I went to several concentration camps as part of my European journey last year. I came away from Bergen-Belsen, Sachsenhausen, Auschwitz, Auschwitz-Birkenau, Plotzensee, Oskar Schindler's factory, Kazimierz, enveloped in the beautiful summer weather and felt more and more stunned each time. I couldn't revisit our photos, my journal, my feelings until months later.

How do we deal with it? How do try to reconcile now and then? This has to be an individual process, each of us processing the impact in a myriad number of ways.

As long as we never forget. As long as the voices of the lost are still heard, through us. That is imperative.

Dunking Rachel said...

I deeply appreciate your post, and I truly understand your reaction.
After 2 years of experience and study I "dunked" on April 1...got married on April 13...and left for Israel before the end of the month for my honeymoon with my rabbi and 48 others! We were there for the 60th anniversary celebration….but also for the most intense time period..Yom Ha Shoah…”memorial day”…. Then the anniversary.
So there we are the day after Yom Hashoah…we are Yad Vashem the Holocaust memorial….first we went through the museum ….by the time I was one third the way through, I was crying so hard that I almost couldn’t see….by the time I got to the “camps” part of the tour, I was totally unable to withstand it for one more moment, I was so emotionally distraught I don’t remember any more of it. It was a blur.
Then We went to the children’s memorial…then onto the memorial for the towns, where we had a service…..well it is enough to say there were tears…many many tears……
I feel connected.I feel connected.
Thanks for your honesty and beautiful writing.

Chaviva said...

All I can say is thank you, to all of you, for commenting. Each of our stories and journeys lead us in unique directions and lead us to places at very different paces. It's interesting how the Holocaust touches us and moves us ... and horrifies us.

Again, thank you for reading and THANK YOU for commenting with your personal thoughts!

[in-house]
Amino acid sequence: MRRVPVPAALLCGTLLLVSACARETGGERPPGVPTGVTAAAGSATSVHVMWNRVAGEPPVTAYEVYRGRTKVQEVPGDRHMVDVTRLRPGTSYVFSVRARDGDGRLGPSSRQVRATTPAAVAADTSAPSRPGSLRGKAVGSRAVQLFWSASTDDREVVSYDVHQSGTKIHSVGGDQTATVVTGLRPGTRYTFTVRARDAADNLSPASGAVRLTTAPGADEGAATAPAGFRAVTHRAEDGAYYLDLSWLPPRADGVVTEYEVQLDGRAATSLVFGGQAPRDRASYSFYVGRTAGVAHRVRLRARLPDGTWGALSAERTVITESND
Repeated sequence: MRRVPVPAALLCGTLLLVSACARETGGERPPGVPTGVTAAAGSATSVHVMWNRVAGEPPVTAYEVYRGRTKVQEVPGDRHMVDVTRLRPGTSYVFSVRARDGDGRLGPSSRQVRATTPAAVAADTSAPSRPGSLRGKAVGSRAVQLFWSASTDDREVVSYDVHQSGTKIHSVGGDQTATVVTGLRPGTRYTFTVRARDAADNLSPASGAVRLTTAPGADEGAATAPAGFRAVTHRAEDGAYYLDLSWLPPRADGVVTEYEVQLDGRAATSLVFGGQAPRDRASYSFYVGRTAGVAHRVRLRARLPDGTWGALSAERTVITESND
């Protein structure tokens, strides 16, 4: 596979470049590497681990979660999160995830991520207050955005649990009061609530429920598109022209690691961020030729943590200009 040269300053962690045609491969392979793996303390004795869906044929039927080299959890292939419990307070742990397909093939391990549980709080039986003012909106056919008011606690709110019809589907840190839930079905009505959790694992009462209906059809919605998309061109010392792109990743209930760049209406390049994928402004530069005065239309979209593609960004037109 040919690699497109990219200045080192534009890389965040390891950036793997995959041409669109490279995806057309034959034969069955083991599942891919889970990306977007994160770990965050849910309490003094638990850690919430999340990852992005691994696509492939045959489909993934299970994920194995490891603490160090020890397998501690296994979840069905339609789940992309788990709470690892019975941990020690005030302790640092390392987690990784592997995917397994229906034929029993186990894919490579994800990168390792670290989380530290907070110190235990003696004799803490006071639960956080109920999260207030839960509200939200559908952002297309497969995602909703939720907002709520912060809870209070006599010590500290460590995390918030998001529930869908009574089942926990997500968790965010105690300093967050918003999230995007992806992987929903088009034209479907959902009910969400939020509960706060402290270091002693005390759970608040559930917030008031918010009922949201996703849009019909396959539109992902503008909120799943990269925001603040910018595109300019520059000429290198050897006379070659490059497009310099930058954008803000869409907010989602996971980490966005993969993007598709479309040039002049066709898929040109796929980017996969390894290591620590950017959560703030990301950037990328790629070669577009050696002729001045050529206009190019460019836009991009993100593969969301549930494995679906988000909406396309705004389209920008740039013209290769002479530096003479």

AnnaI said...

I went there back in the mid 90s and they had some sort of a special exhibit when you enter through a black room and then you see the images flash in front of you. I puked right there on the floor and had to be carried out of the building.

There's a small Auschwitz Memorial Museum nearby where we live (in Fukushima prefecture, Japan) and even there the staff said they stopped showing the documentary footage, because people found it too disturbing.

PS. I've been lurking on your blog for a while, I guess this is my first comment.

Chaviva said...

@AnnaI Wow ... that's a very visceral reaction. I've never gotten a "sick" feeling looking at the footage, just an intense feeling of disgust along with horror. But disgust is how I'd categorize it. How interesting that you're in Japan. I'd be interested in hearing about the Jewish community there, if you have the time. Of course, I'm always interested in hearing how people ended up here and what their story is. Shoot me an email kvetching dot editor at gmail dot com.

And thanks for commenting and sharing your experience. Did you ever make it back to the museum in DC?

Batya said...

Amazing post. I must admit that I haven't been there and don't know if I ever will. I find the Yad Veshem in Jerusalem annoying, too rich, slick and afraid of the "m" word.

Did the Nazis murder Jews? Or did the Jews just "perish," like in a flood or earthquake?

Naomi Litvin said...

Chaviva,
Thank you for this beautifully written piece. I cannot go to the USHMM because I have already lived, every day of my life, with the horrors as I am the daughter of a Hungarian survivor. I have run from the memories that have been ingrained in me since perhaps before I was born. With all the running I did, I ended up right back at square one, with my mother. We wrote a book about it, and got some healing from that. She is fragile now and I suppose I am stepping into her place to help keep her story alive. But it's a daunting responsibility and sometimes it makes me do things that are actually out of character for me. But I have accepted this and that is why I keep doing what I do.
Sincerely,
Naomi

Geneve said...

As child of a survivor, my mother never talked about it, and we were told that number on her arm was a phone number so when she was lost people would phone her father Dr. Glazer and surrender her back to his office. The only time my mother ever talked about it is when she committed suicide and left a note behind asking to be cremated and her ashes thrown on Dachau and Auschwitz. Yes we did against all of the Jewish laws and against hasham who stood by while six million of his chosen people were slaughtered and scarified before his alter. Today we are witnessing the same threats against Israel from a man who wants to inhalant the whole state of the Jewish people. I guess history is repeating itself.
Appeasement.